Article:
Never a Dull Moment (1943) as Band leader
Sherlock Holmes in Washington (1943) as Reporter
Sherlock Holmes tries to recover a stolen document during World War II.
Cowboy in Manhattan (1943) as Reporter
The North Star (1943) as Russian pilot
Ukrainian villagers unite to fight off invading Nazis.
The Amazing Mrs. Holliday (1943) as Announcer
Corvette K-225 (1943) as Quartermaster
In 1943, 'Mac' MacClain, Canadian Navy, has lost his ship and many men to a German torpedo. While waiting for a new ship, he befriends Joyce Cartwright, sister of one of his dead officers. We follow the building and launch of new Corvette K-255, the 'Donnacola'. And who should be Mac's new subaltern but Joyce's other brother Paul, fresh out of the academy. Mac will do his best to make a good officer of Paul...if they both survive their hazardous sea duty.
Top Sergeant (1942) as Messenger
An Army jeep is forced off the road by fleeing bandits. Sergeant Dick Manson (Don Terry), his kid brother Jack (Gene Garrick), and Corporals Frenchy Devereaux (Leo Carrillo) and Andy Jarrett (Andy Devine) follow and are joined by a posse of deputy sheriffs. Three of the robbers are killed in a shoot-out, but one of them, Al Bennett (Don Porter), escapes after wounding Jack, who dies. Bennett figures a perfect hideout would be in the Army, and becomes one of the recruits assigned to Manson. He gets into trouble because of his attitude, and particularly with Manson when he gets the Colonel's daughter, Helen (Elyse Knox), into covering up his A.W.O.L. G-Men reveal that some of the bank money has been passed at a local jewellery store. When Manson learns that Bennett has given Helen a gift trinket, he jumps at the clue, and drives her down to question the jeweler. They find him murdered. At the Army war games, Bennett blows up a bridge and several men are killed, and he diverts the blame upon Frenchy and Andy, who are court martialed for negligent homicide. Manson discovers a witness who identifies Bennett as one of the bank robbers.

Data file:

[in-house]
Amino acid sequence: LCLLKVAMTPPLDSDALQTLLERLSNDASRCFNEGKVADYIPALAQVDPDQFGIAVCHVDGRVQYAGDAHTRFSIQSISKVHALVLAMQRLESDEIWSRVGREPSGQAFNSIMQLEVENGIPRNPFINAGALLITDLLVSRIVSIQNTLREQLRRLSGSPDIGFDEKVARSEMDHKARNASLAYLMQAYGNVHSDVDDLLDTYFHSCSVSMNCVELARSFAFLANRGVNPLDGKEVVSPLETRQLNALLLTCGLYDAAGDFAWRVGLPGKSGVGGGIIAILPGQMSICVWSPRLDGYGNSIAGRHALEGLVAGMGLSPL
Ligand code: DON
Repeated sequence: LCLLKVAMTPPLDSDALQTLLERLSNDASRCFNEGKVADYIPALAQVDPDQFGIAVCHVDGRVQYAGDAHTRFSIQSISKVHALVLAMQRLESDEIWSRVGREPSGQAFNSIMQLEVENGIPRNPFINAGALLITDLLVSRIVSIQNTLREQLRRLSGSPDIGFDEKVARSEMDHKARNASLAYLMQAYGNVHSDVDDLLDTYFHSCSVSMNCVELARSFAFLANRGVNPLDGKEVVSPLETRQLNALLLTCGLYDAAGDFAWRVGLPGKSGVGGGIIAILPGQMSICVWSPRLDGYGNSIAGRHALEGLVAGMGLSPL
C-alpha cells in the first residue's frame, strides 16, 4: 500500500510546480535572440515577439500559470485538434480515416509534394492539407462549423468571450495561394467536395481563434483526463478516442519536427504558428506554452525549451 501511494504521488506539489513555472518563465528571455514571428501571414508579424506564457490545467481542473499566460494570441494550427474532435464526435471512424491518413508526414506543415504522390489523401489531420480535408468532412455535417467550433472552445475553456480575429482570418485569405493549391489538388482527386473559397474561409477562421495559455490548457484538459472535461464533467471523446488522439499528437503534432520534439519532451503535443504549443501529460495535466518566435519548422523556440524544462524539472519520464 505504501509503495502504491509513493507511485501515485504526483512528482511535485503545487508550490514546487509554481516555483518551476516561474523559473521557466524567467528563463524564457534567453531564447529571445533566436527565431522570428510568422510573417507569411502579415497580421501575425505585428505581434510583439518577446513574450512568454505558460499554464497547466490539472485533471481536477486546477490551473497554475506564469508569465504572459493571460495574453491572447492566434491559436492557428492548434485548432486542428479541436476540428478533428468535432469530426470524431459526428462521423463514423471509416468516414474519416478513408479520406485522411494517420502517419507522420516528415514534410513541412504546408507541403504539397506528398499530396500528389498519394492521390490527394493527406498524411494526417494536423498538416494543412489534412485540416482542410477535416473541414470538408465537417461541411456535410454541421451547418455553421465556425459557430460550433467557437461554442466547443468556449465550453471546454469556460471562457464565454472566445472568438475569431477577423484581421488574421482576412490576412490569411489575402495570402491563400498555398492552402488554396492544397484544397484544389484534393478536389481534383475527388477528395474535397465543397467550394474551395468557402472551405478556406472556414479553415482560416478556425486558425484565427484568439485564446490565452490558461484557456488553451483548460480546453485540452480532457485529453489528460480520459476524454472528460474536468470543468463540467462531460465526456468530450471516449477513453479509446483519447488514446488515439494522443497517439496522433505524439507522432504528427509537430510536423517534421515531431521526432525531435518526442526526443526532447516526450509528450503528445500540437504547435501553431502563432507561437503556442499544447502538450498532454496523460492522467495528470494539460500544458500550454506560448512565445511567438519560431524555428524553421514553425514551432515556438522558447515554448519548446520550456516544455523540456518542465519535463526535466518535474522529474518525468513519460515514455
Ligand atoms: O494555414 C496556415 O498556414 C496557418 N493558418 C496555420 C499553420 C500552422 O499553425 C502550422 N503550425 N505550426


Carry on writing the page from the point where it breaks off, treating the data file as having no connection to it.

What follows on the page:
Police Bullets (1942) as Monk
Police taken on a violent protection racket.
One Thrilling Night (1942) as Skinny
A couple''''s honeymoon is sabotaged by gangsters looking for missing cash.